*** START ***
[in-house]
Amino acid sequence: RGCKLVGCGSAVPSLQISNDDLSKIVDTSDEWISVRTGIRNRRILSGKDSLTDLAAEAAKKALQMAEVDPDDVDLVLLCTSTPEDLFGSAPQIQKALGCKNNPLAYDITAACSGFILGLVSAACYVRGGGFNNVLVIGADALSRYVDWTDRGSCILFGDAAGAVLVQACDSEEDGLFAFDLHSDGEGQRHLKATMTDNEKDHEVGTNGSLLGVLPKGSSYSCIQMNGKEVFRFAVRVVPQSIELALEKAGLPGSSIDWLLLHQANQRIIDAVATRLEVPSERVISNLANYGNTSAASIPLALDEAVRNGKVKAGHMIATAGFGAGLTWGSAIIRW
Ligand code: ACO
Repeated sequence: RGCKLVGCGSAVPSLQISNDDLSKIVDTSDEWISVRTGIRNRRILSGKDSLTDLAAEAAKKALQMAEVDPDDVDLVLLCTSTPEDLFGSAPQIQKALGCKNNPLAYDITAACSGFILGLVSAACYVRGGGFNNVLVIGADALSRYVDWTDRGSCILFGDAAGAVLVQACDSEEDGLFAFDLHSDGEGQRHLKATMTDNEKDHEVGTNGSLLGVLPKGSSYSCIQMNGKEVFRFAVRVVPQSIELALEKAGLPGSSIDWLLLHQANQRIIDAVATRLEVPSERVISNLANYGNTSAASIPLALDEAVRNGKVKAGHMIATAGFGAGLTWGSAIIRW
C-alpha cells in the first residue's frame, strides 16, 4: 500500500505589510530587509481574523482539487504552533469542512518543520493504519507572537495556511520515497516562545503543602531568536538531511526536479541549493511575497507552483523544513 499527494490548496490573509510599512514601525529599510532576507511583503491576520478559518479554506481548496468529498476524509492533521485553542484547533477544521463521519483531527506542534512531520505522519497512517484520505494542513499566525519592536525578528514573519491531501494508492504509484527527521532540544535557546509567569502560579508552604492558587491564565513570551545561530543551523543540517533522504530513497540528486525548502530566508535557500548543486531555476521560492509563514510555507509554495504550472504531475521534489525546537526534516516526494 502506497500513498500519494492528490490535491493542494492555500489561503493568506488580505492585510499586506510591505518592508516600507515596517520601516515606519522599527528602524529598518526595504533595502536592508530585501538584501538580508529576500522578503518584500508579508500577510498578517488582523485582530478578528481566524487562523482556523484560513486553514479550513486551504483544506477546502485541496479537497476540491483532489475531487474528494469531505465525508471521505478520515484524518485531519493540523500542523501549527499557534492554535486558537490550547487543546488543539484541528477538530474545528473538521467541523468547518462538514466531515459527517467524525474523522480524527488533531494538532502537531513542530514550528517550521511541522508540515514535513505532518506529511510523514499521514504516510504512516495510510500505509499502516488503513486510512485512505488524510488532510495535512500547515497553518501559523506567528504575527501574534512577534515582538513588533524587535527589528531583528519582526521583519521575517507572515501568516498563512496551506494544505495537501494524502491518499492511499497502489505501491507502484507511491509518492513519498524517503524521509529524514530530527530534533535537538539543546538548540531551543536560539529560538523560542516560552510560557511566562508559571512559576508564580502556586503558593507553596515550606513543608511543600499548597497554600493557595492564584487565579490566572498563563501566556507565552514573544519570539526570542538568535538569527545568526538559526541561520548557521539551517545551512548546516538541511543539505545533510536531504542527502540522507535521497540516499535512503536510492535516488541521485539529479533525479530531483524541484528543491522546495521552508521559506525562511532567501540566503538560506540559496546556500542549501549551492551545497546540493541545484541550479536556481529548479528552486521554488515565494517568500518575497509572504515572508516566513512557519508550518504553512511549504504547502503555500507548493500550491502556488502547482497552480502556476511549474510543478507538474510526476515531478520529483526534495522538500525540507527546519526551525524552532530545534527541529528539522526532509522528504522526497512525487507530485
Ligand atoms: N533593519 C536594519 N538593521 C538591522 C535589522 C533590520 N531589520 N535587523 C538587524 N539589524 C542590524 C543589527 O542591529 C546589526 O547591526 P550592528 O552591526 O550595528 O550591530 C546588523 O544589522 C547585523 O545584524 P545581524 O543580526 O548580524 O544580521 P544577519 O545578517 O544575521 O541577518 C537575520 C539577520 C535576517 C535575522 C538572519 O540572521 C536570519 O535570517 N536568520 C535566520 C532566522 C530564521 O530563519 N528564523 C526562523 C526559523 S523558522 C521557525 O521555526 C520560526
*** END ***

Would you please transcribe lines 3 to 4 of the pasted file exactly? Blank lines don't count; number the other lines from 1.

Ligand code: ACO
Repeated sequence: RGCKLVGCGSAVPSLQISNDDLSKIVDTSDEWISVRTGIRNRRILSGKDSLTDLAAEAAKKALQMAEVDPDDVDLVLLCTSTPEDLFGSAPQIQKALGCKNNPLAYDITAACSGFILGLVSAACYVRGGGFNNVLVIGADALSRYVDWTDRGSCILFGDAAGAVLVQACDSEEDGLFAFDLHSDGEGQRHLKATMTDNEKDHEVGTNGSLLGVLPKGSSYSCIQMNGKEVFRFAVRVVPQSIELALEKAGLPGSSIDWLLLHQANQRIIDAVATRLEVPSERVISNLANYGNTSAASIPLALDEAVRNGKVKAGHMIATAGFGAGLTWGSAIIRW